Getting this item's online copy...
Find a copy in the library
Getting this item's location and availability...
Find it in libraries globally
|All Authors / Contributors:||
Bart D Ehrman; Daniel B Wallace; Robert B Stewart
|Description:||xix, 220 pages : illustrations ; 23 cm|
|Contents:||Introduction : Why New Testament textual criticism matters : a non-critic's perspective / Robert B. Stewart --
The textual reliability of the New Testament : a dialogue / Bart D. Ehrman and Daniel B. Wallace --
Text and transmission in the second century / Michael W. Holmes --
The necessity of a theology of Scripture / Dale B. Martin --
What is the text of the New Testament? / David Parker --
Who changed the text and why? : probable, possible, and unlikely explanations / William Warren --
Assessing the stability of the transmitted texts of the New Testament and the Shepherd of Hermas / K. Martin Heide --
Textual criticism and textual confidence : how reliable is Scripture? / Craig A. Evans --
Authors or preservers? : scribal culture and the theology of Scriptures / Sylvie T. Raquel.
|Responsibility:||Bart D. Ehrman & Daniel B. Wallace in dialogue ; Robert B. Stewart, editor.|
"This volume highlights points of agreement and disagreement between two leading scholars on the subject of the textual reliability of the New Testament: Bart Ehrman, James A. Gray Distinguished Professor at the University of North Carolina at Chapel Hill and author of the best-selling book Misquoting Jesus: The Story Behind Who Changed the Bible and Why, and Daniel Wallace, Professor of New Testament Studies at Dallas Theological Seminary and Executive Director of the Center for the Study of New Testament Manuscripts. This conversation between Ehrman and Wallace allows the reader to see in print how each presents his position in light of the other's. Contributions follow from an interdisciplinary team featuring specialists in biblical studies, philosophy, and theology. The textual reliability of the New Testament is logically prior to its interpretation and thus important for the Christian religion. This book provides interested readers a fair and balanced case for both sides and allows them to decide for themselves: What does it mean for a text to be textually reliable? How reliable is the New Testament? How reliable is reliable enough?"--Publisher description.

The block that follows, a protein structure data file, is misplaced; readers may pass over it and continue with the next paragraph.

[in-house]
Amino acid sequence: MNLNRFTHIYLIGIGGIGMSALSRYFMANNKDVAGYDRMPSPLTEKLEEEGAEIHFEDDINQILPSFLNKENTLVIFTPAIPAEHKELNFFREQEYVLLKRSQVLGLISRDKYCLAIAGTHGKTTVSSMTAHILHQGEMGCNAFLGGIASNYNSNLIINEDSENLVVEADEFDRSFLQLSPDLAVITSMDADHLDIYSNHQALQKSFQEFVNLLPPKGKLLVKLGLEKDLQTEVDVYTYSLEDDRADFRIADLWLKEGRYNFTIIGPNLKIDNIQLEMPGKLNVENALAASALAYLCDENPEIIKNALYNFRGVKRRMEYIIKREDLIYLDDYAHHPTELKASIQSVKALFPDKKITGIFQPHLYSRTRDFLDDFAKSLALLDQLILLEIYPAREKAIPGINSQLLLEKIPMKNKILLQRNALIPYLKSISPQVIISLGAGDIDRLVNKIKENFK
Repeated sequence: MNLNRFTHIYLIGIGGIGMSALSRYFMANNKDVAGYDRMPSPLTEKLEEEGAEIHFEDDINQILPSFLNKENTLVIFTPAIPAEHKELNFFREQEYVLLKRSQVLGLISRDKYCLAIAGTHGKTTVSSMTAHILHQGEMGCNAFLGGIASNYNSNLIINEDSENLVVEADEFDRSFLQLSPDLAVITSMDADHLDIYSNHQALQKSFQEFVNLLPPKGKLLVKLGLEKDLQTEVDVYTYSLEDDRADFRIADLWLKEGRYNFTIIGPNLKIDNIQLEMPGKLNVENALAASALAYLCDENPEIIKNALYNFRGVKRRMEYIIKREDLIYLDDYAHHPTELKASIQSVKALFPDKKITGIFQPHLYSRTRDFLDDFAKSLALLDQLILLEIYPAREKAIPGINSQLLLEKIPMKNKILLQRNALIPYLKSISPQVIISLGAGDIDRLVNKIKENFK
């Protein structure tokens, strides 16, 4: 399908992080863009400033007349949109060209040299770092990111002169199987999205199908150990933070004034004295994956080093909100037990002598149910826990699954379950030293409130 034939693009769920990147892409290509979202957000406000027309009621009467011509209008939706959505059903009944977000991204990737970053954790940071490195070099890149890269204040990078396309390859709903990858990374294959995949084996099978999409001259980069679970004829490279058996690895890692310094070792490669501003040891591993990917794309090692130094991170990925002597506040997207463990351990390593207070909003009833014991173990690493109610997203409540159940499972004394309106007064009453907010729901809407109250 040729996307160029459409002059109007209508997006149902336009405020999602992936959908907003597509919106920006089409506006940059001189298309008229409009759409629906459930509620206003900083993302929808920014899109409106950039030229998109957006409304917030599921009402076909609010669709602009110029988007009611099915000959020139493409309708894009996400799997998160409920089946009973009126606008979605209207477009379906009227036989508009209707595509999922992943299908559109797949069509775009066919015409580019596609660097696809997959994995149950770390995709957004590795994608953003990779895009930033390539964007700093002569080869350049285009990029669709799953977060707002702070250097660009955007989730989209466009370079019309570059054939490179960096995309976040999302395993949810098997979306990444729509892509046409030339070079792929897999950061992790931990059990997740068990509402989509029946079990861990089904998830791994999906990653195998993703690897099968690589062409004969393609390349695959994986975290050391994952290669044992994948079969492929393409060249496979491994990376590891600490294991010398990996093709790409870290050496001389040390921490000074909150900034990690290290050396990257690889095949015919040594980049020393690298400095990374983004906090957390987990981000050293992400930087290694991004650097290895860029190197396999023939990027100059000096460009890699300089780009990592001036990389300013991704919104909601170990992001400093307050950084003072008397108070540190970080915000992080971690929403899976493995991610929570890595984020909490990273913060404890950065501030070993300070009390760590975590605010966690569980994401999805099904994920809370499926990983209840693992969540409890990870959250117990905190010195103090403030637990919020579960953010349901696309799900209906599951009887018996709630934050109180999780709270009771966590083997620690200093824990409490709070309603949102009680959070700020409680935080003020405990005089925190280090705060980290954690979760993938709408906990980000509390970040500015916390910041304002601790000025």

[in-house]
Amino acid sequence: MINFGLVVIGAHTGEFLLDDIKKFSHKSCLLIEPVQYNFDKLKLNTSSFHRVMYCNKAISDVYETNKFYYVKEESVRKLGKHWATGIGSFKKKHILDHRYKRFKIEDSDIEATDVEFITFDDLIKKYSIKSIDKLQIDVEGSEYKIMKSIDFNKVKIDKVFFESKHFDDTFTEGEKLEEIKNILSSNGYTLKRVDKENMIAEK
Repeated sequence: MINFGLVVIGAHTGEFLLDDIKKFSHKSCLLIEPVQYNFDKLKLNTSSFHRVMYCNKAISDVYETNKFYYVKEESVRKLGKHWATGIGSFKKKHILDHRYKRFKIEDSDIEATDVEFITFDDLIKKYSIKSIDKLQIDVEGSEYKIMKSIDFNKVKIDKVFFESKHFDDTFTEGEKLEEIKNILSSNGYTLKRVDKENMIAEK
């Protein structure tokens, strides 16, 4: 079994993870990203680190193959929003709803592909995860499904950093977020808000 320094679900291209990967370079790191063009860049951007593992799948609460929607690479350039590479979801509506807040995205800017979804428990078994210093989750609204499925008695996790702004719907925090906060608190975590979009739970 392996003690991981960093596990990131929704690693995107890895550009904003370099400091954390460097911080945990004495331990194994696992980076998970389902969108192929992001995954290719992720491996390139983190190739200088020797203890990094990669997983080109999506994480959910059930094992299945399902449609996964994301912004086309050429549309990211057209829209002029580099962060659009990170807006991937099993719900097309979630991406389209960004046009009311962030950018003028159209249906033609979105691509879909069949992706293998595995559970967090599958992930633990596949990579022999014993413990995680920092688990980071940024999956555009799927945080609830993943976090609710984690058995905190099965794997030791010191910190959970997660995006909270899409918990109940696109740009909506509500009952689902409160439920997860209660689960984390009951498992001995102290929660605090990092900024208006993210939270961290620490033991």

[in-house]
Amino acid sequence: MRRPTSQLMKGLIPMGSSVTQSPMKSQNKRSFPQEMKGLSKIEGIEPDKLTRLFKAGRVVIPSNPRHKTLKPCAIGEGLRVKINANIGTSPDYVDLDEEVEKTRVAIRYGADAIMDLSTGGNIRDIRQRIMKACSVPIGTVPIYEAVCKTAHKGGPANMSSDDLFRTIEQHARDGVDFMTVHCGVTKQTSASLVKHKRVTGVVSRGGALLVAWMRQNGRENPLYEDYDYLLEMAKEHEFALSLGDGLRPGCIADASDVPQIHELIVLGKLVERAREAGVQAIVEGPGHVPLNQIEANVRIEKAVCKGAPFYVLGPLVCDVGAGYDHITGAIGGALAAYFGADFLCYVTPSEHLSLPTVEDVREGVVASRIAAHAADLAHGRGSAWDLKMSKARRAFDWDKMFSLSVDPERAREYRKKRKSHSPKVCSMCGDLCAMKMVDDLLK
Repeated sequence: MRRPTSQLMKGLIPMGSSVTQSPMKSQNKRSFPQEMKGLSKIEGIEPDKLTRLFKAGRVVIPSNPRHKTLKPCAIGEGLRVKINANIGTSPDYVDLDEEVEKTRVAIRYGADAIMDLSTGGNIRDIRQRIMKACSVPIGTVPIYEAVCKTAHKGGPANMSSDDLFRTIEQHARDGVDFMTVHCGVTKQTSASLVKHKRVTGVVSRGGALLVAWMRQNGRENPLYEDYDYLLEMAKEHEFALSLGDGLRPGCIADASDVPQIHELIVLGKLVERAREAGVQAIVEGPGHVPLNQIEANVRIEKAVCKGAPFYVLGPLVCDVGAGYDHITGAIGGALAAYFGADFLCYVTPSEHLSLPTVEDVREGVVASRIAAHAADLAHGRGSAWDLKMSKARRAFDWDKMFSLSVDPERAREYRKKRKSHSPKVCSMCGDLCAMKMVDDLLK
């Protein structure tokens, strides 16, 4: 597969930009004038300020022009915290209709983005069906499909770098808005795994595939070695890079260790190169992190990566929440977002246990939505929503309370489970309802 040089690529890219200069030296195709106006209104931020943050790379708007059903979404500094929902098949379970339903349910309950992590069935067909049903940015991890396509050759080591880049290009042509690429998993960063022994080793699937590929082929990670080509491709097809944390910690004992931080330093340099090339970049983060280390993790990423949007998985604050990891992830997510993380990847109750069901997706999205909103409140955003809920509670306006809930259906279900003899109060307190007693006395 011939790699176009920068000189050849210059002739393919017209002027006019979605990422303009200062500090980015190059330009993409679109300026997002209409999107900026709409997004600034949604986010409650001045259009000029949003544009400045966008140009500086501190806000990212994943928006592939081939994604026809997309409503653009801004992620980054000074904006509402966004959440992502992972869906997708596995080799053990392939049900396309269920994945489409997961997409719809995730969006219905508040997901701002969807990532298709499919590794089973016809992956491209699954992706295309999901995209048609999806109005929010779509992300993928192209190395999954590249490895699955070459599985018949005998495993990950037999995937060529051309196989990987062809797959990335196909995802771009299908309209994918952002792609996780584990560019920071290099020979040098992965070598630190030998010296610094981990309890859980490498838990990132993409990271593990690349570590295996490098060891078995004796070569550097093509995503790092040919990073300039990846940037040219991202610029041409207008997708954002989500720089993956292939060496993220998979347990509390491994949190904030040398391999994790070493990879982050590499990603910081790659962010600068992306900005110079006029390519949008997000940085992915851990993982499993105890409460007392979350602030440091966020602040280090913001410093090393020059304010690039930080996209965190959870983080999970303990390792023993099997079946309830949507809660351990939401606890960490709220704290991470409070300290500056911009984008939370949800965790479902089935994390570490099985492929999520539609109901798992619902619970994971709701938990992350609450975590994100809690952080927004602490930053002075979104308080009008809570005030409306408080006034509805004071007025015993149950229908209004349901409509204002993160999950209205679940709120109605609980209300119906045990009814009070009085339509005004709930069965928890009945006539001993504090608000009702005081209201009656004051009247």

Retrieving notes about this item